Redmond Diary

By Andrew J. Brust

Blog archive

#PDC09: Here We Go Again

Until recently, Microsoft's policy toward its Professional Developers Conference (PDC), was that it should be held only once every two or three years, and should focus on Redmond's technology "futures." This meant that currently- or imminently-shipping products were not to merit much coverage; instead, emerging technologies that were at least 18 months away (or thereabouts) from shipping would get the spotlight.

Last year, that was mostly true. We got a pre-beta release of Windows 7, saw glimpses of what was then called the Azure Services Platform (a name that was introduced at the show), got demos of the Office Web Applications, were briefed on what would be forthcoming in Visual Studio 2010 and .NET 4.0, and heard great things about a project code-named "Oslo."

I guess Microsoft broke its own policy last year, because now, only a year later, Windows 7 has already shipped. Fair enough, but this year, the policy changes completely. We get our second PDC in as many years at which we'll witness the official launch of Azure. And much of the breakout coverage will focus on products and technologies covered last year, many of them shipping in 8 months or less: VS 2010, .NET 4.0, Office Web, multi-touch development for various Windows platforms and SQL Server Modeling (formerly Oslo -- still a ways off from shipping.

Will we see any true futures this year? Will we get any news about Windows Mobile 7? Microsoft's rumored tablet device? The next wave of cloud and services offerings? A clearer vision of Microsoft's move toward applications in the browser? Cool new stuff about Bing? Some more news about Xbox's project Natal?

I don't know, but I sure hope so. And I'll do what I can to pass on the news. On Monday, I will be presenting an all-day, pre-conference workshop at PDC, so I'll likely take that day away from the blogosphere and Twitterdom. But starting Tuesday, I'll be tweeting the keynotes in real-time (as the hashtag in this post's title suggests -- just follow me @andrewbrust) and I'll be posting daily blog reports on Tuesday, Wednesday and Thursday at as well as and Please post comments on any of the three sites and I'll do my best to respond. Likewise, I'll work to be interactive on Twitter and always appreciate a RT if you feel the tweet is deserving.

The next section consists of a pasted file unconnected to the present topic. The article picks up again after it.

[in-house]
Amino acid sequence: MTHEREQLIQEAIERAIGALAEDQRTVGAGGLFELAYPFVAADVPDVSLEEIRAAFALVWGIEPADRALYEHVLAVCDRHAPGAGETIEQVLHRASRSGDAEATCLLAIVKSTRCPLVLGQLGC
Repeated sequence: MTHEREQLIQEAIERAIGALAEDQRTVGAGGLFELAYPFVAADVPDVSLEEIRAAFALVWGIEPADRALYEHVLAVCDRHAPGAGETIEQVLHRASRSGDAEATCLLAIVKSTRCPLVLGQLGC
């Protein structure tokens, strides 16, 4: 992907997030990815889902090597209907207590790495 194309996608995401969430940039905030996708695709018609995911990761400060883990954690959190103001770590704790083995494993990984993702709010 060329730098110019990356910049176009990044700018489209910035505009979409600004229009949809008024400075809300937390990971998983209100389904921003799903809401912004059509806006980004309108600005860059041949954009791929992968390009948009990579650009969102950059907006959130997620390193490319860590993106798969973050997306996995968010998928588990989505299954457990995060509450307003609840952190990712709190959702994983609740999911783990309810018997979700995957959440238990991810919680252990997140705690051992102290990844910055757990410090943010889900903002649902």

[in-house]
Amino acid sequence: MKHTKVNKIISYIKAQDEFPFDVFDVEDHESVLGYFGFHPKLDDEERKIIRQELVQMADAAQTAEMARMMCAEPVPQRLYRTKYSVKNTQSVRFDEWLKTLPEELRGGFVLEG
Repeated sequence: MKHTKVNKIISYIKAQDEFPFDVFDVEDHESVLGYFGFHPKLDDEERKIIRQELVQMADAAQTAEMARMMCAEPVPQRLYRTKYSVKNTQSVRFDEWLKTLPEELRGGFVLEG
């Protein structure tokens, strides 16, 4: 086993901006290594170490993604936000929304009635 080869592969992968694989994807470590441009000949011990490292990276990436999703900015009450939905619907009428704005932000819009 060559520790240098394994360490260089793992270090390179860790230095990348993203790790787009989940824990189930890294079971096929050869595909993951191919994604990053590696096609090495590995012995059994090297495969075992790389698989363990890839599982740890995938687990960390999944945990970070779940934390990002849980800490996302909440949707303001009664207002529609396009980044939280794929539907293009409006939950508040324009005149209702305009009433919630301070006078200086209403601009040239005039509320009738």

Posted by Andrew J. Brust on 11/16/2009 at 1:15 PM

comments powered by Disqus


  • VS Code Update Adds Python Tutorials

    The Visual Studio Code dev team added new Python tutorials as part of the regular monthly update, this one for March 2020, bringing the open-source, cross-platform code editor to version 1.44.

  • Top 3 Blazor Extensions for Visual Studio Code

    Some developers prefer to create applications with Microsoft's open-source Blazor tooling from within the open-source, cross-platform Visual Studio Code editor. Here are the top tools in the VS Code Marketplace for those folk, as measured by the number of installations.

  • How to Invert a Machine Learning Matrix Using C#

    VSM Senior Technical Editor Dr. James McCaffrey, of Microsoft Research, explains why inverting a matrix -- one of the more common tasks in data science and machine learning -- is difficult and presents code that you can use as-is, or as a starting point for custom matrix inversion scenarios.

  • Microsoft Engineer: 'It's Time to Move OData to .NET 5'

    Microsoft engineer Sam Xu says "it’s time to move OData to .NET 5" and in a new blog post he shows how to do just that.

  • Microsoft Goes Virtual with Developer Education in Face of COVID-19

    Like many organizations that host developer educational events, Microsoft has gone virtual amid shelter-in-place directives and a surge in remote work stemming from the COVID-19 pandemic.

.NET Insight

Sign up for our newsletter.

Terms and Privacy Policy consent

I agree to this site's Privacy Policy.

Upcoming Events